Mobile Backhaul Evolution

Mobile backhaul is both a critical infrastructure element for wireless service providers and a key source of revenue for fiber and infrastructure providers.  It is poised for major changes as small cell sites with disaggregated base stations become the norm.  C-RAN and 5G will require a different network topology.  Base station disaggregation moves Baseband Units (BBUs) to “BBU hotels” where they will run as software as Virtual Network Functions (VNF) before connecting to the backhaul side to reach the backbone and MSC.

Virtual routers will be key to handling multiple functions in this architecture while providing for segmentation of applications and/or customers.  Legacy routers are both expensive and limited in how they can be virtualized. Legacy vendors have responded to customer pressure to disaggregate their software from their proprietary hardware.  Innovations like DPDK allow the routing software to run as VNFs on x86 based servers. However, the cost for an x86 server capable of running just one instance of the software with two 10GE NICs can run several thousand dollars which effectively increases the price per port. As routers must deliver more services over more ports with larger configurations, many more instances of the routing software along with server hardware will be required, creating a bottle neck in service delivery. Providers need a way to lower the per port cost of the data plane and scale out the control plane.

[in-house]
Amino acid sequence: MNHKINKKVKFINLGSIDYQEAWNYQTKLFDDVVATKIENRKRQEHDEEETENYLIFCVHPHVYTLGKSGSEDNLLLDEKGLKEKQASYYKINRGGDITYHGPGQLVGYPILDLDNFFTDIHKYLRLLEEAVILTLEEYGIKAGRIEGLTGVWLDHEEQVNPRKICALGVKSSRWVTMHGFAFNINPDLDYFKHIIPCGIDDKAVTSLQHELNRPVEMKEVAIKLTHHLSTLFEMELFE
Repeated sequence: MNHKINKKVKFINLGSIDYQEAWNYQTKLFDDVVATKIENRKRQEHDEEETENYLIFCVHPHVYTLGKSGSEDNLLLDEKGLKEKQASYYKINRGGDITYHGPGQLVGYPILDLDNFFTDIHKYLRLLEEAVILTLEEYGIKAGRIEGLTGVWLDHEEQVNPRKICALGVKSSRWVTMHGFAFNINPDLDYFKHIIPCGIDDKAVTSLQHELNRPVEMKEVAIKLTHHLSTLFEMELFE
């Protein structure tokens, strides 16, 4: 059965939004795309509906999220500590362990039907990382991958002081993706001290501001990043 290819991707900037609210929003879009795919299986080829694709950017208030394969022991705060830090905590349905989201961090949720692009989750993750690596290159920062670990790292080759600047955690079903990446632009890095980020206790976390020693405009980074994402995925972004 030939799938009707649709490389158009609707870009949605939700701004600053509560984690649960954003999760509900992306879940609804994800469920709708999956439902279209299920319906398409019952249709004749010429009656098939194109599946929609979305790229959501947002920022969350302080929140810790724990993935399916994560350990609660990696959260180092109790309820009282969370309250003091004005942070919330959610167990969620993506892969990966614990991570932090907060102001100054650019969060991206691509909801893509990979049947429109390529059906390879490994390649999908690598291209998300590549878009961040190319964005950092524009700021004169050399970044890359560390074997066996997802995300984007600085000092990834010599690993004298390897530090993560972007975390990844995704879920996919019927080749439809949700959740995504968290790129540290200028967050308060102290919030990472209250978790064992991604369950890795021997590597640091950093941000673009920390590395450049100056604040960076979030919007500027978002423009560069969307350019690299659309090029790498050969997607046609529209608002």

Volta Virtual routing in Mobile Backhaul
Virtual routers on white box switches connects VNFs at the edge.

The port cost can be addressed by using white box switches.  For the price of one server with two 10 GE NICs, a white box switch will have 48 10 GE ports as well as higher speed uplinks. This is ideal for aggregating multiple fronthaul connections from the BBU VNFs, connecting to both the CO network and the backhaul network. By providing cloud-native networking software running on a public or private cloud infrastructure, Volta enables network operators to virtualize and scale out the control plane using the most cost-effective means of adding processing and memory. Each virtual router runs the bulk of the control plane in the cloud so processing can scale cost effectively.  This approach has a separate instance of the routing protocols for each virtual router, enhancing scalability, reliability and customization of each virtual router. Volta supports up to 255 separate virtual routers on a single 1U white box switch.  In this multi-tenant scenario, each virtual router is a separate set of processes in the cloud as its own administrative domain that is configured to meet a given customer’s exact requirements.  It significantly simplifies service creation and provisioning by having a separate configuration file for every customer. This all leads to faster service delivery, as well reducing the errors in the process. Volta’s networking service library is delivered as Python library, or as YANG (RFC 6020) data model, that simplifies integration into network operator OSS and BSS.